The UK wants to create the world’s most advanced genomic healthcare system, with education and training a key component. Here’s what’s in store for 2021/22
Last week, the UK government published its Genome UK: 2021 to 2022 implementation plan, setting out the steps it expects to take in the coming year to build upon the UK’s position as a global leader in genomic healthcare.
The plan follows the 2020 strategy paper Genome UK: the future of healthcare, which outlined a 10-year vision to deliver “the most advanced genomic healthcare system in the world, underpinned by the latest scientific advances, to deliver better health outcomes at lower cost”. You can read our summary of the paper here.
Setting out next steps
The new document offers more detail on how this plan will be implemented, setting out specific commitments for the NHS, Genomics England and other partners over the coming year.
Secretary of State for Health and Social Care Matt Hancock told the House of Commons: “Today we’ve published our Genome UK implementation plan for how we can build on this even further, including our commitment to sequence one million whole genomes.
“Genomics saves lives, and I’m determined the UK stays at the forefront of this vital new technology. If we draw on ingenuity like this, we can keep up the fight against Covid-19, and also tackle the other things that stop us living healthier lives, like cancer, dementia, and heart disease.”
The plan contains a huge number of objectives, including five high-priority actions:
- Faster diagnosis and treatment of cancer: Genomics England will work with the NHS to find ways to improve the speed and accuracy of genomic testing for cancer.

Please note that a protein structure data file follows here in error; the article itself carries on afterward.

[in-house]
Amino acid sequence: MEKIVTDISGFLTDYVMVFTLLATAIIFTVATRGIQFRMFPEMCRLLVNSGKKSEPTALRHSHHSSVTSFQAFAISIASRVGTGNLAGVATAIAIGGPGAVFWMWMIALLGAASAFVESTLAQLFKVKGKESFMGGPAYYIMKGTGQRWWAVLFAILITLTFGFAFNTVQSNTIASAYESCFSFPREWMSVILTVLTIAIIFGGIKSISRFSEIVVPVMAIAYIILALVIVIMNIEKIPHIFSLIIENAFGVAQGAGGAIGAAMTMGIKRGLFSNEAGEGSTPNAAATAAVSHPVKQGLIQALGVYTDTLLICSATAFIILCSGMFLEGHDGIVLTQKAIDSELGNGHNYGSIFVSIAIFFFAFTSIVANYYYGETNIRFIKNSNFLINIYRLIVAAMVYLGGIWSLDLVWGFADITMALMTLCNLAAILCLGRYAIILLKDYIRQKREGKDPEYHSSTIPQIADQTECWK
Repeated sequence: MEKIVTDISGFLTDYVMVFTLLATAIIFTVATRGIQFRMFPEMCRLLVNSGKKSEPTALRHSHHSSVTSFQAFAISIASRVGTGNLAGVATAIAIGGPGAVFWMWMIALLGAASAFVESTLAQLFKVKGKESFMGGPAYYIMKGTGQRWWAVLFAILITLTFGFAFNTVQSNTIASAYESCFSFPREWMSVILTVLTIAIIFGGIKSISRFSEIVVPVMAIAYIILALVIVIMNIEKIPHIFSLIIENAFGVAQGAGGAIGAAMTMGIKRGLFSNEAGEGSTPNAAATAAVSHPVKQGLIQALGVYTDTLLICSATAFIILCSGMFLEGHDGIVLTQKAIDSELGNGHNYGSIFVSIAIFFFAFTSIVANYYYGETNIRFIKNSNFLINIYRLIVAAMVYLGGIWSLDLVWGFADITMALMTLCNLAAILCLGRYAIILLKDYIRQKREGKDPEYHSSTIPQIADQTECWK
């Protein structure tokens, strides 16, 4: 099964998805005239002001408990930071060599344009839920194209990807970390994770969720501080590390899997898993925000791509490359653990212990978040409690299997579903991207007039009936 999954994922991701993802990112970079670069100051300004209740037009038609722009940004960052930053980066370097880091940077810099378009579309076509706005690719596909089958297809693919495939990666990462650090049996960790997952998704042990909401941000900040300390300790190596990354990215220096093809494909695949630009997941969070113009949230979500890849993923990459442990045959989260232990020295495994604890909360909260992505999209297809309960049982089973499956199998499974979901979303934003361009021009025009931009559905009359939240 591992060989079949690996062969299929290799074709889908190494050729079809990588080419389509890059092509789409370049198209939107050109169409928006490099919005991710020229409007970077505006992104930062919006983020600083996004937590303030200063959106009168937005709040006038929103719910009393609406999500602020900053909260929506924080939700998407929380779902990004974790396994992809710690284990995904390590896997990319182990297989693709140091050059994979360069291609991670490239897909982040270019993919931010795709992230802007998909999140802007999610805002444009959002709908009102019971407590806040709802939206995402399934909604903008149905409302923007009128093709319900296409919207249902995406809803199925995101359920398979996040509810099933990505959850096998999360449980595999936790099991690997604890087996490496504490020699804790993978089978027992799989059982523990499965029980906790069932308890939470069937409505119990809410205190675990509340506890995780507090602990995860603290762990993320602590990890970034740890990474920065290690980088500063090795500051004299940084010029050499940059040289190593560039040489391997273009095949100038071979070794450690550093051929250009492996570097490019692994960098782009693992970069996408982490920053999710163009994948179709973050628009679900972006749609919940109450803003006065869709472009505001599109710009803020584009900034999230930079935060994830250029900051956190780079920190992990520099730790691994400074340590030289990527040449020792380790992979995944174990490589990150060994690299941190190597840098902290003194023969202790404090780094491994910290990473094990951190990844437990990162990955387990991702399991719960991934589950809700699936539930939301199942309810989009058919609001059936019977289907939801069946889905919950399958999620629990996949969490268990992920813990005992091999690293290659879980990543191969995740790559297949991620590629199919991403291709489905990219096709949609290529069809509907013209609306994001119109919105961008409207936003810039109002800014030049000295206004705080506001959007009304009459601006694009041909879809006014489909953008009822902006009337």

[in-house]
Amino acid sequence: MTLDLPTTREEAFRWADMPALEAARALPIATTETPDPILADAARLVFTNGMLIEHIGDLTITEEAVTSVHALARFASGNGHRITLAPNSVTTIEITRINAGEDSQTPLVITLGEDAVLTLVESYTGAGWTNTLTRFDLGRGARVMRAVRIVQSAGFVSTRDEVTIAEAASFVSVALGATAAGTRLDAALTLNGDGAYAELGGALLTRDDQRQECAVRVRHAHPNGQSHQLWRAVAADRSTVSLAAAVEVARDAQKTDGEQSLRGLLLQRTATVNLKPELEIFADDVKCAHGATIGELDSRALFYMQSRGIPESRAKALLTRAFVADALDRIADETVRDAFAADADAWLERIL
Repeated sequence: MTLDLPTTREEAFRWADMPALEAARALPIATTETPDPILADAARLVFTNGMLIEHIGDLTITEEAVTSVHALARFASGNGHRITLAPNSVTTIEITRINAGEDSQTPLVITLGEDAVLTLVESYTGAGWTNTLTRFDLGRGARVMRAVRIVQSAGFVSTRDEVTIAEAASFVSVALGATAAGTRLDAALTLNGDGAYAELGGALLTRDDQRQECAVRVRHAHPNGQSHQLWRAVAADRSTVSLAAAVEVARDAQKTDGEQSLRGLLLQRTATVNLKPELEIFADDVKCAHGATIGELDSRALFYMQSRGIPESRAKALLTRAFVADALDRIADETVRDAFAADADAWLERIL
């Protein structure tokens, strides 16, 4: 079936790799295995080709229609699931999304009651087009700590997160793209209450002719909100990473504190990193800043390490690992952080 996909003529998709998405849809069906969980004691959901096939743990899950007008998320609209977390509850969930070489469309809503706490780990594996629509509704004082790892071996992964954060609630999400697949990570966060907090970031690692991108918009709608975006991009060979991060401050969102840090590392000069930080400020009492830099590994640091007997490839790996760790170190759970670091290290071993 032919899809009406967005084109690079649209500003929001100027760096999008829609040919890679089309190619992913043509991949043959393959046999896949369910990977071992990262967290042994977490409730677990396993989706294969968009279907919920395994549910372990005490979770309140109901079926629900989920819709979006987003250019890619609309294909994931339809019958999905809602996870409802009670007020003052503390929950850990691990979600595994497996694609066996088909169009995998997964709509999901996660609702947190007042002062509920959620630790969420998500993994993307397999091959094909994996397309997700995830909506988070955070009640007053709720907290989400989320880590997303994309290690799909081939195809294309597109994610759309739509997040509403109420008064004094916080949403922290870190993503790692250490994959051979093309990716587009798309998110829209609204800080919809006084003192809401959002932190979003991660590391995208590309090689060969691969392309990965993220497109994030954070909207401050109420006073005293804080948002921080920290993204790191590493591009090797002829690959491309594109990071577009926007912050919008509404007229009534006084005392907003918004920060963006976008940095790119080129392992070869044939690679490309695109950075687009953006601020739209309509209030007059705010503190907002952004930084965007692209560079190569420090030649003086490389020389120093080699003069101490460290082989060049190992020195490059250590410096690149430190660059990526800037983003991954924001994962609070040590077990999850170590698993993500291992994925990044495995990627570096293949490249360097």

- Whole genome sequencing for rare diseases and cancer: This test is being made available to patients for the first time through the NHS Genomic Medicine Service.
- Data diversity: Genomics England will work to ensure datasets are more diverse and represent people from a wide range of ethnic backgrounds so that everyone can benefit equally from genomic healthcare.
- Our Future Health: This project (previously called Accelerating Detection of Disease) will begin recruiting up to five million people for the UK’s largest-ever research programme.
- Data sharing: The UK will develop global standards and policies for secure sharing of genomic and related health data, so that patients can trust their information is secure but can also benefit research. The National Institute for Health Research, Medical Research Council and Wellcome Trust will work on this over the next five years.
The implementation plan highlights the central role of staff expertise in making the long-term ambitions of Genome UK a reality: “We need a healthcare workforce with role-appropriate and up-to-date genomics knowledge. This includes having staff with highly specialist clinical and scientific expertise.”
To accomplish this, the plan for 2021-22 sets out commitments to work towards educating current and future workforces.
Health Education England (HEE) will work with the Academy of Medical Royal Colleges to ensure genomic medicine is embedded in medical training, from medical school curricula through to postgraduate education and training programmes. This works towards meeting Genome UK’s commitment to: “ensure that all new graduating doctors, nurses, midwives, pharmacists, allied health professionals, dental and relevant non-clinical staff have awareness and knowledge of genomics that is relevant to their role”.
To look at the training needs of the existing workforce, a Joint Genomics Workforce Steering Group has been established between HEE’s Genomics Education Programme (GEP) and the NHS England and NHS Improvement Genomics Unit. This group will undertake a survey to “identify gaps and priorities for education and training” in the workforce, from which to “develop and implement evidence-based education and training plans”.
As part of this, the GEP looks forward to adding to its wide range of educational opportunities in genomics for healthcare professionals, including resources and courses designed to support the delivery of the NHS Genomic Medicine Service. To stay informed about new developments and opportunities, follow us on social media or sign up to our newsletter.